Producers, suppliers optimistic about the months ahead

By |  May 23, 2024

The good times continue to roll industrywide.

Of course, today’s market dynamics aren’t exactly perfect. Costs are still a concern of producers, and some construction markets are performing better than others. But producers, manufacturers and dealers largely feel good about the state of the aggregate industry.

“There aren’t a lot of people who are light on sales right now on the producer side,” says Matt Dibble of Dibble Equipment. “People are busy, and things are going strong.”

Similarly, Dibble says equipment suppliers are busy.


“We’re hearing that on the manufacturing side,” he says. “I was talking to a manufacturer who said the last two years were record years – and they’re not alone. The last two years for our company were record years, and I think a lot of producers are in the same boat.”

Capital Aggregates’ Jamie Jones agrees about the current pace of business.

“Last year was a record year for us [in] both sales and production,” says Jones, COO of Capital Aggregates, which is based in Jefferson City, Missouri. “Most of our [business] is based in the Midwest.

We’re seeing strong DOT work in our areas for this coming year. January was a little bit slow weather wise in the Midwest. We saw the dips starting off this year. February and March have bounced back in a big way. Everything is looking strong moving forward.”

Nonbuilding and nonresidential construction are two markets driving business for Missouri producers like Capital Aggregates.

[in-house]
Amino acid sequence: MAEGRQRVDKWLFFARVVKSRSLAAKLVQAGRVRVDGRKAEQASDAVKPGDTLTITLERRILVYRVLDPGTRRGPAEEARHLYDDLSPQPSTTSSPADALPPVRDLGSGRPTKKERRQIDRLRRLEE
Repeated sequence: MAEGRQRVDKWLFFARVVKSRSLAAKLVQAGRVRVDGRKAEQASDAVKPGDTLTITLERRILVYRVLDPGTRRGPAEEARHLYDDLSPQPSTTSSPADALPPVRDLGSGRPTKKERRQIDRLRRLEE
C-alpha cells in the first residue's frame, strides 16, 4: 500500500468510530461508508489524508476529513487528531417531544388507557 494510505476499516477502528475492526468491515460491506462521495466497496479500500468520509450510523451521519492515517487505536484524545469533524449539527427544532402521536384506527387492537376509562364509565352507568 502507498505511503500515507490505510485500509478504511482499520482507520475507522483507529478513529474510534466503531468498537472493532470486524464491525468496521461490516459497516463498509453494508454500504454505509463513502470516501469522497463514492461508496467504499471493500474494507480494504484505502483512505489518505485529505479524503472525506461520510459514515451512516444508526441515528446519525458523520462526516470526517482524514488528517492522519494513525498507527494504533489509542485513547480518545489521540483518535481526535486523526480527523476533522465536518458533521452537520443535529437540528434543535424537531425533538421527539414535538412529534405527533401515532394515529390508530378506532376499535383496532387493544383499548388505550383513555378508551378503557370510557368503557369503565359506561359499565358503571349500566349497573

“I think everybody was fairly concerned during 2023 from a sales volume perspective that the combination of inflation and interest rates was going to put a damper on any private work,” says Chris Williams, vice president of operations at Capital Aggregates. “It just doesn’t feel like it happened.

Whatever drop-off there may be, IIJA (the Infrastructure Investment & Jobs Act), combined with state transportation funding, has swooped in to take up any lessening of volumes we’re going to have.

“Industrial, warehousing and other private-sector work seems to still be going strong in the places we’re at,” Williams adds. “I think it’s a good story.”

Other perspectives


Challenges remain, but producers and suppliers successfully cleared a series of hurdles that surfaced over the last few years.

So, who’s to say the challenges currently in play won’t be overcome.

“I think people are very optimistic,” says Ian Edwards, vice president responsible for global sales at Major Wire. “We’ve had a lot of challenges. It seems once you get through one you get to another. We had the pandemic and then we had supply chain issues. But I think everyone is very optimistic about this year.

Everyone’s kind of working together. I think we’re going to have a very strong and positive 2024.”
Costs are arguably the top challenge for producers right now. Conquering them remains a key to profitability.

“If you think of the major things [producers] consume, costs are going up every day,” says Ken Albaugh, director of sales and services at Xylem. “So, it’s how do you manage those increasing costs and still be competitive in the marketplace. There [are] more competitors, and some of the consolidation of the industry, too, on the producer side has really driven that competitiveness to almost some levels where they have to come up with ways to do things better, faster and more efficient.”

As TCI Manufacturing’s Chad Colby describes, producers made adjustments on the purchasing front in recent years to position themselves for success.

“Everybody knows now you can’t just go buy something tomorrow and get it in two weeks,” says Colby, marketing director at TCI. “The expectation of the customer has finally gotten to where if you have plans in 2025, you better be talking about it now. Quite honestly, we’ve got a lot of people talking about ‘26 already. They’re not doing that because it’s different. They’re doing it because that’s the nature of the industry that we’re in.”

Managing editor Jack Kopanski contributed to this article.

Featured photo: P&Q Staff

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About the Author:

Kevin Yanik is editor-in-chief of Pit & Quarry. He can be reached at 216-706-3724 or

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